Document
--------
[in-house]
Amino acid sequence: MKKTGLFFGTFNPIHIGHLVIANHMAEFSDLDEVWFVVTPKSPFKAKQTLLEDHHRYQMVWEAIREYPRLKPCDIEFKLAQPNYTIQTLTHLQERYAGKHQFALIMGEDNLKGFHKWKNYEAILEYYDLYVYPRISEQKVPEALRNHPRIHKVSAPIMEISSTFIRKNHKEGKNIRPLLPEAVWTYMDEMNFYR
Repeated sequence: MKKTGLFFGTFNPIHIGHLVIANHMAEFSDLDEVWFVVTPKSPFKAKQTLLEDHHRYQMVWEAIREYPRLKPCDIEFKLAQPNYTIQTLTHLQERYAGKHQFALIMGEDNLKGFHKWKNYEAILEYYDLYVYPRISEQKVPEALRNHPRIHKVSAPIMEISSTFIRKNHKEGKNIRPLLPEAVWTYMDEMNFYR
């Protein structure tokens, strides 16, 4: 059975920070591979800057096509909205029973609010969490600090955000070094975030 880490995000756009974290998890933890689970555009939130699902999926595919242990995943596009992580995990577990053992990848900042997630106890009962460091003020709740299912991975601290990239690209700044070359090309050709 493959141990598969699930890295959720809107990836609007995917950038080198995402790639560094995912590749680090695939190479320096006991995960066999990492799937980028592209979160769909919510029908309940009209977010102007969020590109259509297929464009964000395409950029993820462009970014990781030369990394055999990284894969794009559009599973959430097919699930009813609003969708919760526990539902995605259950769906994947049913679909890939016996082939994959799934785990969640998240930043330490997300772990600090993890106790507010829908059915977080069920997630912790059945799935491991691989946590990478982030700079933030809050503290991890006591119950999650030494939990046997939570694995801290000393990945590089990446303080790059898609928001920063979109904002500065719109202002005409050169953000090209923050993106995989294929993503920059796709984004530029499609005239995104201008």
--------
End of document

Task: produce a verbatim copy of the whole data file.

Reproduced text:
[in-house]
Amino acid sequence: MKKTGLFFGTFNPIHIGHLVIANHMAEFSDLDEVWFVVTPKSPFKAKQTLLEDHHRYQMVWEAIREYPRLKPCDIEFKLAQPNYTIQTLTHLQERYAGKHQFALIMGEDNLKGFHKWKNYEAILEYYDLYVYPRISEQKVPEALRNHPRIHKVSAPIMEISSTFIRKNHKEGKNIRPLLPEAVWTYMDEMNFYR
Repeated sequence: MKKTGLFFGTFNPIHIGHLVIANHMAEFSDLDEVWFVVTPKSPFKAKQTLLEDHHRYQMVWEAIREYPRLKPCDIEFKLAQPNYTIQTLTHLQERYAGKHQFALIMGEDNLKGFHKWKNYEAILEYYDLYVYPRISEQKVPEALRNHPRIHKVSAPIMEISSTFIRKNHKEGKNIRPLLPEAVWTYMDEMNFYR
């Protein structure tokens, strides 16, 4: 059975920070591979800057096509909205029973609010969490600090955000070094975030 880490995000756009974290998890933890689970555009939130699902999926595919242990995943596009992580995990577990053992990848900042997630106890009962460091003020709740299912991975601290990239690209700044070359090309050709 493959141990598969699930890295959720809107990836609007995917950038080198995402790639560094995912590749680090695939190479320096006991995960066999990492799937980028592209979160769909919510029908309940009209977010102007969020590109259509297929464009964000395409950029993820462009970014990781030369990394055999990284894969794009559009599973959430097919699930009813609003969708919760526990539902995605259950769906994947049913679909890939016996082939994959799934785990969640998240930043330490997300772990600090993890106790507010829908059915977080069920997630912790059945799935491991691989946590990478982030700079933030809050503290991890006591119950999650030494939990046997939570694995801290000393990945590089990446303080790059898609928001920063979109904002500065719109202002005409050169953000090209923050993106995989294929993503920059796709984004530029499609005239995104201008």